Overall, it is apparent, however, that for the cerebellar-BG clutch function to work properly and to avoid “ bottleneck” situations, phase relations among processing stages of planning, programming, and feedback need to be properly coordinated. Phasing errors can lead to difficulties with initiating utterances and transitioning to syllables that can in turn lead to the establishment of inappropriate syllabic boundaries. Avoidance of impending bottleneck situations may well take the shape of indiscriminant re-scaling (downward or upward with overall increased monotony) and re-phasing (as may be reflected in VOT, pausing, re-syllabification).
Extrinsic prosody refers to more deliberate modulations that yield meaningful yet subtle differences in the way words are spoken. Unlike intrinsic prosody, it is probably driven by right hemisphere mechanisms, particularly if it involves intonation or is to effect longer perceptual groupings. I believe this aspect of prosody should be differentiated from the more obvious overarching prosodic variations that occur in autonomically—involuntarily—driven (i.e., limbic) emotional speech.
Apart from its preferred reliance on Fo modulation (pitch), extrinsic prosody differs from intrinsic prosody in some other important respects as well. Unlike intrinsic prosody, which typically negotiates the rapid planning and programming of micro-structured sound sequences at subconscious levels of processing, extrinsic (non-limbic) prosody capitalizes on our ability to more consciously (volitionally, deliberately) manipulate speech planning, programming, and/or monitoring for pragmatic effect.
Good lawyers are quite skilled at this function, as they raise rhetorical questions at a deliberately slower than normal speed followed by a longer than normal pause to impress the jury (You think—, this man— seated next to me— is— guilty—?). Clearly, this mode of speech contrasts with automatic stereotypical speech that is thought to rely on left cortical if not basal ganglia-cerebellar processing.
Cognitive Speech Production
For both modes of speech to be balanced in most everyday speaking situations requires working memory, attention, and resource allocation. This task is daunting because it involves organizing motor gestures into short and long assemblies, simultaneously recruiting resources in the left and right hemisphere.
Just this aspect is often problematic in patients with Alzheimer’s and Parkinson’s disease and traumatic brain injury. Faced with overload, they may frequently rely on default speech modes, which I believe are recruited in the left hemisphere. While reaching for linguistic tools, they render their communication efforts pragmatically inept because their speech is frequently too fast, un-intonated, and uncaptivating. This cognitive aspect of speech production is often overlooked and may even play a part in communication disorders associated with autism and schizophrenia, or occur with “press of speech” (incessant continuation of speech) in people with aphasia.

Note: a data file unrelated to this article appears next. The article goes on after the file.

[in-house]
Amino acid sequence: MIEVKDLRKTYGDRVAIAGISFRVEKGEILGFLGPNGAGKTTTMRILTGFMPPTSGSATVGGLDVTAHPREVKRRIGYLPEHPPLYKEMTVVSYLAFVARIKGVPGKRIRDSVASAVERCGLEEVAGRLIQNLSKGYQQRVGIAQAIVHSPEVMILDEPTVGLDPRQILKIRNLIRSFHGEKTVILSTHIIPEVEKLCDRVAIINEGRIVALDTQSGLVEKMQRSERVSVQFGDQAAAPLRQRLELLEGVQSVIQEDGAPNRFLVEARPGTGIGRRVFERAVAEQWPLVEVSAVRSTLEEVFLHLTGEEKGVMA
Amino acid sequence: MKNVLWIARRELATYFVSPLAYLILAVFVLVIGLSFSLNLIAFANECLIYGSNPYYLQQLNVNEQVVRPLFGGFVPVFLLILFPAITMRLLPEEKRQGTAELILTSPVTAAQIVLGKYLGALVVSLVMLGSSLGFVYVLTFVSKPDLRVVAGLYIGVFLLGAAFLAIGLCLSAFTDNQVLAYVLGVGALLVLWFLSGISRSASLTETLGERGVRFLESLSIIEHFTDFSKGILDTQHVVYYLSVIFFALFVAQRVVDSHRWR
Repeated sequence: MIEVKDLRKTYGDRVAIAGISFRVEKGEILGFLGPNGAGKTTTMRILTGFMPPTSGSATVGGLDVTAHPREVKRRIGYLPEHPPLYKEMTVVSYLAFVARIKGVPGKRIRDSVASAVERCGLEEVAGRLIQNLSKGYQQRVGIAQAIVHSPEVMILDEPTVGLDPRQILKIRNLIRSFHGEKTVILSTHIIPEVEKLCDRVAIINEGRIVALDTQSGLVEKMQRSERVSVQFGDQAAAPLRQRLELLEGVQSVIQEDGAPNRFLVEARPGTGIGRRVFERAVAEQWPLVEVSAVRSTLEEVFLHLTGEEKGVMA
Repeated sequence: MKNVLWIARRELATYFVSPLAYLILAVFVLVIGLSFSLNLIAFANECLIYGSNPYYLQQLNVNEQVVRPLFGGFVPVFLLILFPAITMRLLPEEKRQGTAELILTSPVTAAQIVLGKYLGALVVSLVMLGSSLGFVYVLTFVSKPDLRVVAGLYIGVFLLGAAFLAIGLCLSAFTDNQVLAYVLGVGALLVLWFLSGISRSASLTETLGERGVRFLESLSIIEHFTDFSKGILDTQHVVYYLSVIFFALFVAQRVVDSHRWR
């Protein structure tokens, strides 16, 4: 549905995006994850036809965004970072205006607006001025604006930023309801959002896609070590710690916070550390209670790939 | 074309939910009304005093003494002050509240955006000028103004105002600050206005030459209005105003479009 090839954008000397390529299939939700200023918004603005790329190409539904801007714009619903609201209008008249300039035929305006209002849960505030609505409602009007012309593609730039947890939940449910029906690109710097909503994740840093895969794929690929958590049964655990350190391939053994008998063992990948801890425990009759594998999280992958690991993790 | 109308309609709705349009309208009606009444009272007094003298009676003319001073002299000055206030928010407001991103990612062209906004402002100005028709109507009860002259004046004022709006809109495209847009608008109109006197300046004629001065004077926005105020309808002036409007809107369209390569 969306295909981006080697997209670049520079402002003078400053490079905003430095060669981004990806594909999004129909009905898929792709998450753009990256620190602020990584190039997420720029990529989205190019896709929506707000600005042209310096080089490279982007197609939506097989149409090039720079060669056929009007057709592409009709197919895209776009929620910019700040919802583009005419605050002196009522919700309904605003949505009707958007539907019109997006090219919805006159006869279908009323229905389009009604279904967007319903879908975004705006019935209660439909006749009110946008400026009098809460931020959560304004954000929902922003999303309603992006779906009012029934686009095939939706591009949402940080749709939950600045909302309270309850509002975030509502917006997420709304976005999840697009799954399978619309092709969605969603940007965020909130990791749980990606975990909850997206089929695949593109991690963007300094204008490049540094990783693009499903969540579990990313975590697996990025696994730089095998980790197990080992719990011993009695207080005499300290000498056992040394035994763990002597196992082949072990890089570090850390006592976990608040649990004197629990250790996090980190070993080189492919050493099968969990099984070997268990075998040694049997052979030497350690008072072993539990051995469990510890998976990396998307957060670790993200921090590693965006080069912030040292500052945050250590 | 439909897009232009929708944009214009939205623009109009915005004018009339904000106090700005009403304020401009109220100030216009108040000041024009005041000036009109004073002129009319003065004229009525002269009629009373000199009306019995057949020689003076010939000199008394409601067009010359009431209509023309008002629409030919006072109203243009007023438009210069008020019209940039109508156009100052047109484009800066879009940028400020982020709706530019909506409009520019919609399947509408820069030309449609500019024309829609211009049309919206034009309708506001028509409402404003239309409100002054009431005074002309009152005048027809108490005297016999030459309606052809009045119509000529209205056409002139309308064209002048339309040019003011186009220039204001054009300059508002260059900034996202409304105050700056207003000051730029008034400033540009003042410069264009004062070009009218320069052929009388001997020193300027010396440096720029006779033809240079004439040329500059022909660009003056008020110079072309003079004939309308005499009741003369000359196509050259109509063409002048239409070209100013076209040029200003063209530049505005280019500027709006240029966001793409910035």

Within the typical speaking population, this balancing act, as well as the decision-making involved in talking in tune not only with oneself but also with an audience, takes years of growing up and listening and depends on social cognitive maturation, and linguistic and sensorimotor development. As children develop, they are bombarded with auditory input. Interestingly, although they may establish syllabic gesture control while imitating themselves as much as others, it is not until they become linguistically active that language-specific scaling patterns such as the preference of a trochaic stress pattern in English (stressed syllable followed by an unstressed syllable (e.g., round about the cauldron go) are adopted. Likewise, although infants are capable of producing a wide range of VOTs, language-specific control of VOT is mastered only when children reach about 30 months of age.
Mastering the Music of Language
Learning the music of one’s language is difficult for at least three reasons. First, children may need to avoid spectral and durational (rate) differences between their own and adult productions as they are learning to produce segmented speech that is consistent with the ambient linguistic code (i.e., the language of the caregivers). In fact, recently discovered mirror neurons (neurons whose activity correlates with observed action including speech) may help this kind of linguistic speech production as they signal information that can be employed for the programming and planning of “motor” segments. However, their contribution of dynamic aspects such as phasing and scaling of speech movements to effect loudness and rate modulations is yet to be revealed. From this perspective, it may in fact be more difficult to motorically discover and/or generate the melody of the language than it is to produce the segments of a language.
Another reason why this task is challenging is that prosodic cues are not independent and in fact systematically co-vary (e.g., loudness and pitch may both be increased in stressed syllables) to some degree. Intra- and inter-speaker differences suggest that cues may be flexibly combined to achieve desired prosodic goals. To the extent that males have a smaller range, at least where pitch is concerned, and may be biased to employ left-hemisphere prosodic strategies, they may in comparison to females be less inclined/capable to adopt listener-oriented expressive speech strategies. In this regard, males are indeed at a disadvantage to learn “motherese” (an overinflected and sometimes neologistic mode of verbal communication used by mothers to stimulate communication with their infants or toddlers).